I wasn't expecting high art but I had hoped for something better than what I got.
The unnecessary remake of A Nightmare on Elm Street takes the central theme and some iconic lines and images from Wes Craven's 1984 film but director Samuel Bayer and writers Wesley Strick and Eric Heisserer then have no idea of what to do with them. They attempt to retell the origin story of Freddy Krueger (Jackie Earle Haley playing a child molester again while doing his Rorschach voice from The Watchmen).
In Bayer's Nightmare, Krueger worked at a pre-school as a groundskeeper where he molested the students, especially little Nancy (the older version played by Rooney Mara). Rather than turn to the police, the embarrassed parents perform some vigilante justice on Krueger, setting him ablaze. There's a moment -- a left field moment (typical for this film) when Nancy's quasi-boyfriend Quentin (Kyle Gallner) suddenly states that all of the parents in town were wrong and that, obviously, the preschoolers were making things up (like the kids in Capturing the Friedmans or Witch Hunt). Ahh, this would have made things interesting! Rather than punishing the guilty, the parents had murdered an innocent man! No wonder he's pissed and killing the children of Elm Street!
But, no. As quickly as that idea is introduced it's thrown away again. That's par for the course in this muddled film.
Apart from the retread plot, the biggest problems I had with Bayer's Nightmare were the writing and the casting. The only thing good about the 2010 Nightmare on Elm Street is that it makes a great drinking game. The wretched writing has characters calling each other by name all the time, meaning that taking a drink whenever you hear "Nancy" or "Quentin" will quickly get a viewer hammered.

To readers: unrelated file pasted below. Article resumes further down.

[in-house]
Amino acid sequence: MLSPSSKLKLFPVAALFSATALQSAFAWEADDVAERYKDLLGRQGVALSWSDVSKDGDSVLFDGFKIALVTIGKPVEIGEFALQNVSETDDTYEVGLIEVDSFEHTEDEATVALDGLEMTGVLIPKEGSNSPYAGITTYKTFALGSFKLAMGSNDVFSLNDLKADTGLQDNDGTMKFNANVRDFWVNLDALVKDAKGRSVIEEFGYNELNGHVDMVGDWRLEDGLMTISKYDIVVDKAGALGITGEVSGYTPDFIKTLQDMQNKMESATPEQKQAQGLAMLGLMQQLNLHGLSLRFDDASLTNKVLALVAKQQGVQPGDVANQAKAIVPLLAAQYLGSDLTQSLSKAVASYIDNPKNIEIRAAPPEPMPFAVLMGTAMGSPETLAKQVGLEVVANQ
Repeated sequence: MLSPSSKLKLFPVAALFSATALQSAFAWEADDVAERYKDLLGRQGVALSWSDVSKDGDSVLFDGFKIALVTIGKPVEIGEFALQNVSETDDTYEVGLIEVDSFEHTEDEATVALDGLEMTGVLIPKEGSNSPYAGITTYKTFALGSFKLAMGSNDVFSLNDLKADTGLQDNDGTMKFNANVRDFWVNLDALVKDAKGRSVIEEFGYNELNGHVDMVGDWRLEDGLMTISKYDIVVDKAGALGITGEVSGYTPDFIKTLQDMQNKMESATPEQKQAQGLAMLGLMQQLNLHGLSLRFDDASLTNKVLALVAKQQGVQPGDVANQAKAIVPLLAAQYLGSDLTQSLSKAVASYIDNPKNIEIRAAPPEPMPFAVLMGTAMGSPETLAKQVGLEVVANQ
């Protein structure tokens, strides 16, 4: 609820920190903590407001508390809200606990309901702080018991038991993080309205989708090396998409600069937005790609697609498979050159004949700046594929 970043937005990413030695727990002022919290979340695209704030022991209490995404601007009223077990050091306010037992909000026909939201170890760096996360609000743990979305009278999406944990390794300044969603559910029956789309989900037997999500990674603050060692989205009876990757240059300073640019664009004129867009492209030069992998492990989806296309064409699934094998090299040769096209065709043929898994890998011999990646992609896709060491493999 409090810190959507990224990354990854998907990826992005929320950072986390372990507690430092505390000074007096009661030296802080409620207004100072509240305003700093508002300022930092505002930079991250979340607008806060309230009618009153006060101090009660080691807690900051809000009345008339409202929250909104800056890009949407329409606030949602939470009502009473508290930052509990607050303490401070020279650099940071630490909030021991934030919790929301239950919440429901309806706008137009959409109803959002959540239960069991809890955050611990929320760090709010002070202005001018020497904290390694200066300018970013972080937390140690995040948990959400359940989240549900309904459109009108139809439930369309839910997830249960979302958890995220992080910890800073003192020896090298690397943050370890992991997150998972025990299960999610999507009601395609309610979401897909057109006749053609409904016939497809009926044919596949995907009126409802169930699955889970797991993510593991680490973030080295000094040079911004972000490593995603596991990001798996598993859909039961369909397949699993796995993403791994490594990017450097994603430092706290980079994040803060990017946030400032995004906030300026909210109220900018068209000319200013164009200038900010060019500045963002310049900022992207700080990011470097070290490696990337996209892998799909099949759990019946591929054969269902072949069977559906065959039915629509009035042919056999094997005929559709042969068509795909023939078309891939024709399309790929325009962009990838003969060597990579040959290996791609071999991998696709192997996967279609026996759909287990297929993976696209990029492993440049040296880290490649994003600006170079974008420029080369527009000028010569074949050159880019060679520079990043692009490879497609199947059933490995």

Meanwhile, the core group of young actors that Krueger terrorizes looking anything but young. Freddy's first female victim, Kris (Katie Cassidy) looks older than her mother (Lia D. Mortensen) and seems to be more in danger of breaking a hip than falling victim to Krueger and his unexplained finger-knives. Kyle Gallner seems to have been cast for his ridiculous eyebrows which recall Robert Pattinson but, really, he looks more like David Hemmings. That he wears a Joy Division shirt through the film shows just how out of touch the filmmakers are. Finally, Rooney Mara manages to go through the entire film with one expression; a stunned look as if someone just punched her in the stomach. She manages to make the 1984 performance of Heather Langenkamp as Nancy seem like an Oscar-worthy turn.
If you still feel the need to see this film, wait until you can see it at home with a copious amounts of alcohol.